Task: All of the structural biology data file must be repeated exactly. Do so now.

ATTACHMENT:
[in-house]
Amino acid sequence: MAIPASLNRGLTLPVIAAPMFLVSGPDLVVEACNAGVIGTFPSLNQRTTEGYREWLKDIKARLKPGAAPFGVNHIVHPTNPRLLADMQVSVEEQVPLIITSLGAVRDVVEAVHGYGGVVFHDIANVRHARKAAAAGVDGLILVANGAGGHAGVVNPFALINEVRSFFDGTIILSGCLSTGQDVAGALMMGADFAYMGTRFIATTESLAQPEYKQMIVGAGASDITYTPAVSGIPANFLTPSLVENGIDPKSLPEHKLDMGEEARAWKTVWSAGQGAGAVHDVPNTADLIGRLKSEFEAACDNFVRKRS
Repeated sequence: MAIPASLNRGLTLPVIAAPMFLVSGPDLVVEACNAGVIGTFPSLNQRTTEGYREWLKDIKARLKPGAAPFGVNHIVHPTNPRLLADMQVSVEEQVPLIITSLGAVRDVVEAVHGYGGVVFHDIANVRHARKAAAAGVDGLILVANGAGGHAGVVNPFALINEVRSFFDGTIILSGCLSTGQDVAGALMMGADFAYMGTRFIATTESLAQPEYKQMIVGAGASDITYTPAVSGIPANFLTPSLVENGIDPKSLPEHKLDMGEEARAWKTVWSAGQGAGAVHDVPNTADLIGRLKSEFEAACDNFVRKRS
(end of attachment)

[in-house]
Amino acid sequence: MAIPASLNRGLTLPVIAAPMFLVSGPDLVVEACNAGVIGTFPSLNQRTTEGYREWLKDIKARLKPGAAPFGVNHIVHPTNPRLLADMQVSVEEQVPLIITSLGAVRDVVEAVHGYGGVVFHDIANVRHARKAAAAGVDGLILVANGAGGHAGVVNPFALINEVRSFFDGTIILSGCLSTGQDVAGALMMGADFAYMGTRFIATTESLAQPEYKQMIVGAGASDITYTPAVSGIPANFLTPSLVENGIDPKSLPEHKLDMGEEARAWKTVWSAGQGAGAVHDVPNTADLIGRLKSEFEAACDNFVRKRS
Repeated sequence: MAIPASLNRGLTLPVIAAPMFLVSGPDLVVEACNAGVIGTFPSLNQRTTEGYREWLKDIKARLKPGAAPFGVNHIVHPTNPRLLADMQVSVEEQVPLIITSLGAVRDVVEAVHGYGGVVFHDIANVRHARKAAAAGVDGLILVANGAGGHAGVVNPFALINEVRSFFDGTIILSGCLSTGQDVAGALMMGADFAYMGTRFIATTESLAQPEYKQMIVGAGASDITYTPAVSGIPANFLTPSLVENGIDPKSLPEHKLDMGEEARAWKTVWSAGQGAGAVHDVPNTADLIGRLKSEFEAACDNFVRKRS